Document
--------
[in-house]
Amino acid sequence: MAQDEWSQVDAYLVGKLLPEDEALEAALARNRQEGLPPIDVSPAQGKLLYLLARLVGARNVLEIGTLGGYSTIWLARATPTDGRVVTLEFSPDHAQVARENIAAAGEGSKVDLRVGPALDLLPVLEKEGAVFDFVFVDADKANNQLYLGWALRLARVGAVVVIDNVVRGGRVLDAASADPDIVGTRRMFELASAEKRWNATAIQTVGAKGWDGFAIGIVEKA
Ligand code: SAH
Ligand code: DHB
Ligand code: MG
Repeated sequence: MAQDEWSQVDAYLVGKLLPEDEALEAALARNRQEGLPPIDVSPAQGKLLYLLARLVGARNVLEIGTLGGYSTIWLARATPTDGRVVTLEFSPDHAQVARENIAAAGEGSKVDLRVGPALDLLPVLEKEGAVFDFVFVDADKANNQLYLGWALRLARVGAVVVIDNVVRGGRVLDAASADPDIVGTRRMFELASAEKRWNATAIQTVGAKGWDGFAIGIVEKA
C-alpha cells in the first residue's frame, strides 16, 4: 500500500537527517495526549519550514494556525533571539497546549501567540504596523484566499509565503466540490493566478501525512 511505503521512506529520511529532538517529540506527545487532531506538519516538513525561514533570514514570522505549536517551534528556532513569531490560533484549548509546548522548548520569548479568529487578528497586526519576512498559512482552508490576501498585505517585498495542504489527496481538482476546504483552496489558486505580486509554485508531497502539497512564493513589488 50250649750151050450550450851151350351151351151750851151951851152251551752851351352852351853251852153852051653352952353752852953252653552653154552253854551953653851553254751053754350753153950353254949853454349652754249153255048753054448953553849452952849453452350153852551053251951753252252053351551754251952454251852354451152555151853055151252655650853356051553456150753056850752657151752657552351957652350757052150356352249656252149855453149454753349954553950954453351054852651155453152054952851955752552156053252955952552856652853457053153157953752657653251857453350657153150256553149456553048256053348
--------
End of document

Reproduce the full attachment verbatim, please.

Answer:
[in-house]
Amino acid sequence: MAQDEWSQVDAYLVGKLLPEDEALEAALARNRQEGLPPIDVSPAQGKLLYLLARLVGARNVLEIGTLGGYSTIWLARATPTDGRVVTLEFSPDHAQVARENIAAAGEGSKVDLRVGPALDLLPVLEKEGAVFDFVFVDADKANNQLYLGWALRLARVGAVVVIDNVVRGGRVLDAASADPDIVGTRRMFELASAEKRWNATAIQTVGAKGWDGFAIGIVEKA
Ligand code: SAH
Ligand code: DHB
Ligand code: MG
Repeated sequence: MAQDEWSQVDAYLVGKLLPEDEALEAALARNRQEGLPPIDVSPAQGKLLYLLARLVGARNVLEIGTLGGYSTIWLARATPTDGRVVTLEFSPDHAQVARENIAAAGEGSKVDLRVGPALDLLPVLEKEGAVFDFVFVDADKANNQLYLGWALRLARVGAVVVIDNVVRGGRVLDAASADPDIVGTRRMFELASAEKRWNATAIQTVGAKGWDGFAIGIVEKA
C-alpha cells in the first residue's frame, strides 16, 4: 500500500537527517495526549519550514494556525533571539497546549501567540504596523484566499509565503466540490493566478501525512 511505503521512506529520511529532538517529540506527545487532531506538519516538513525561514533570514514570522505549536517551534528556532513569531490560533484549548509546548522548548520569548479568529487578528497586526519576512498559512482552508490576501498585505517585498495542504489527496481538482476546504483552496489558486505580486509554485508531497502539497512564493513589488 50250649750151050450550450851151350351151351151750851151951851152251551752851351352852351853251852153852051653352952353752852953252653552653154552253854551953653851553254751053754350753153950353254949853454349652754249153255048753054448953553849452952849453452350153852551053251951753252252053351551754251952454251852354451152555151853055151252655650853356051553456150753056850752657151752657552351957652350757052150356352249656252149855453149454753349954553950954453351054852651155453152054952851955752552156053252955952552856652853457053153157953752657653251857453350657153150256553149456553048256053348